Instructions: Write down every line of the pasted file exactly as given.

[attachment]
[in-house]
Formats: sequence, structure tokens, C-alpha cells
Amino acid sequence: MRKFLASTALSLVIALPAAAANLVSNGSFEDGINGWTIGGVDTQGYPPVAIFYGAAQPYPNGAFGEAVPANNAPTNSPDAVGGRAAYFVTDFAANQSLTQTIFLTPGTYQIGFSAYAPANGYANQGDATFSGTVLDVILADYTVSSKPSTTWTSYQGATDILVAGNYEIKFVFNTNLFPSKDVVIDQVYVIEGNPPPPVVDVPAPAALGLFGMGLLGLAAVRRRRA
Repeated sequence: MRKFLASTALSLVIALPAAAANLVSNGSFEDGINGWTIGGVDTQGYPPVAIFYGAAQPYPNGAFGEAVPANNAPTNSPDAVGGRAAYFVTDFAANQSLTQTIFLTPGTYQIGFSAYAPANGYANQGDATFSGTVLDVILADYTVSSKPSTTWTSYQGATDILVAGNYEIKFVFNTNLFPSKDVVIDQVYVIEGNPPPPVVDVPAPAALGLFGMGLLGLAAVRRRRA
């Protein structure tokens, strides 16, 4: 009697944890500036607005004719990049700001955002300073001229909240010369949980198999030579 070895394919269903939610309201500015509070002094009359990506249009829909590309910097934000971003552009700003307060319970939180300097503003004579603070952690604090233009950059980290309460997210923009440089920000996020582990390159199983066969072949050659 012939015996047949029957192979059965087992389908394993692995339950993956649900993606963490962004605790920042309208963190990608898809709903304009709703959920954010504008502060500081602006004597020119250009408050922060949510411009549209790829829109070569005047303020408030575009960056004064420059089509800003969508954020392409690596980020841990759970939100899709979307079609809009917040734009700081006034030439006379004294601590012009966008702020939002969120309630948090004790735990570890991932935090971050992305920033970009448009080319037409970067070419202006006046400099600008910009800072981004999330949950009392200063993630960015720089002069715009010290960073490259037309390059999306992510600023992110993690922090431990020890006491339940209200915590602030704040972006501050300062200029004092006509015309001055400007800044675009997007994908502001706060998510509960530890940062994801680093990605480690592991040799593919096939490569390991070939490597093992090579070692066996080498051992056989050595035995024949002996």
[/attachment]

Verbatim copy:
[in-house]
Formats: sequence, structure tokens, C-alpha cells
Amino acid sequence: MRKFLASTALSLVIALPAAAANLVSNGSFEDGINGWTIGGVDTQGYPPVAIFYGAAQPYPNGAFGEAVPANNAPTNSPDAVGGRAAYFVTDFAANQSLTQTIFLTPGTYQIGFSAYAPANGYANQGDATFSGTVLDVILADYTVSSKPSTTWTSYQGATDILVAGNYEIKFVFNTNLFPSKDVVIDQVYVIEGNPPPPVVDVPAPAALGLFGMGLLGLAAVRRRRA
Repeated sequence: MRKFLASTALSLVIALPAAAANLVSNGSFEDGINGWTIGGVDTQGYPPVAIFYGAAQPYPNGAFGEAVPANNAPTNSPDAVGGRAAYFVTDFAANQSLTQTIFLTPGTYQIGFSAYAPANGYANQGDATFSGTVLDVILADYTVSSKPSTTWTSYQGATDILVAGNYEIKFVFNTNLFPSKDVVIDQVYVIEGNPPPPVVDVPAPAALGLFGMGLLGLAAVRRRRA
């Protein structure tokens, strides 16, 4: 009697944890500036607005004719990049700001955002300073001229909240010369949980198999030579 070895394919269903939610309201500015509070002094009359990506249009829909590309910097934000971003552009700003307060319970939180300097503003004579603070952690604090233009950059980290309460997210923009440089920000996020582990390159199983066969072949050659 012939015996047949029957192979059965087992389908394993692995339950993956649900993606963490962004605790920042309208963190990608898809709903304009709703959920954010504008502060500081602006004597020119250009408050922060949510411009549209790829829109070569005047303020408030575009960056004064420059089509800003969508954020392409690596980020841990759970939100899709979307079609809009917040734009700081006034030439006379004294601590012009966008702020939002969120309630948090004790735990570890991932935090971050992305920033970009448009080319037409970067070419202006006046400099600008910009800072981004999330949950009392200063993630960015720089002069715009010290960073490259037309390059999306992510600023992110993690922090431990020890006491339940209200915590602030704040972006501050300062200029004092006509015309001055400007800044675009997007994908502001706060998510509960530890940062994801680093990605480690592991040799593919096939490569390991070939490597093992090579070692066996080498051992056989050595035995024949002996």